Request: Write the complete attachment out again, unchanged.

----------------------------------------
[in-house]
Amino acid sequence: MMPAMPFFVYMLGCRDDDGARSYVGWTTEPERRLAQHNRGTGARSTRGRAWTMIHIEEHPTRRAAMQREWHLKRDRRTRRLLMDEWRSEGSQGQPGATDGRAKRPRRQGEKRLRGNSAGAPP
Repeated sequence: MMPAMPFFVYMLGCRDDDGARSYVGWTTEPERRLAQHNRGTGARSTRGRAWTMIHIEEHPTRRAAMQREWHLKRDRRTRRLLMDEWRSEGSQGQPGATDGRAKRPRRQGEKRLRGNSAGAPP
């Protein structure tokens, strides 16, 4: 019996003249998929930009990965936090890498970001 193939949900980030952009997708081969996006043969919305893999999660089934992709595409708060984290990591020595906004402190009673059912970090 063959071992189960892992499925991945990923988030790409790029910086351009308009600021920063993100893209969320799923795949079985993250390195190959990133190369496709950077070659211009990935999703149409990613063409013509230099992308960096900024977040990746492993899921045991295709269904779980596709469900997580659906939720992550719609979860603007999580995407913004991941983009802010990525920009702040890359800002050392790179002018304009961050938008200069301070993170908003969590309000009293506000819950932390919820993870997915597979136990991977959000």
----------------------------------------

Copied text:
[in-house]
Amino acid sequence: MMPAMPFFVYMLGCRDDDGARSYVGWTTEPERRLAQHNRGTGARSTRGRAWTMIHIEEHPTRRAAMQREWHLKRDRRTRRLLMDEWRSEGSQGQPGATDGRAKRPRRQGEKRLRGNSAGAPP
Repeated sequence: MMPAMPFFVYMLGCRDDDGARSYVGWTTEPERRLAQHNRGTGARSTRGRAWTMIHIEEHPTRRAAMQREWHLKRDRRTRRLLMDEWRSEGSQGQPGATDGRAKRPRRQGEKRLRGNSAGAPP
């Protein structure tokens, strides 16, 4: 019996003249998929930009990965936090890498970001 193939949900980030952009997708081969996006043969919305893999999660089934992709595409708060984290990591020595906004402190009673059912970090 063959071992189960892992499925991945990923988030790409790029910086351009308009600021920063993100893209969320799923795949079985993250390195190959990133190369496709950077070659211009990935999703149409990613063409013509230099992308960096900024977040990746492993899921045991295709269904779980596709469900997580659906939720992550719609979860603007999580995407913004991941983009802010990525920009702040890359800002050392790179002018304009961050938008200069301070993170908003969590309000009293506000819950932390919820993870997915597979136990991977959000």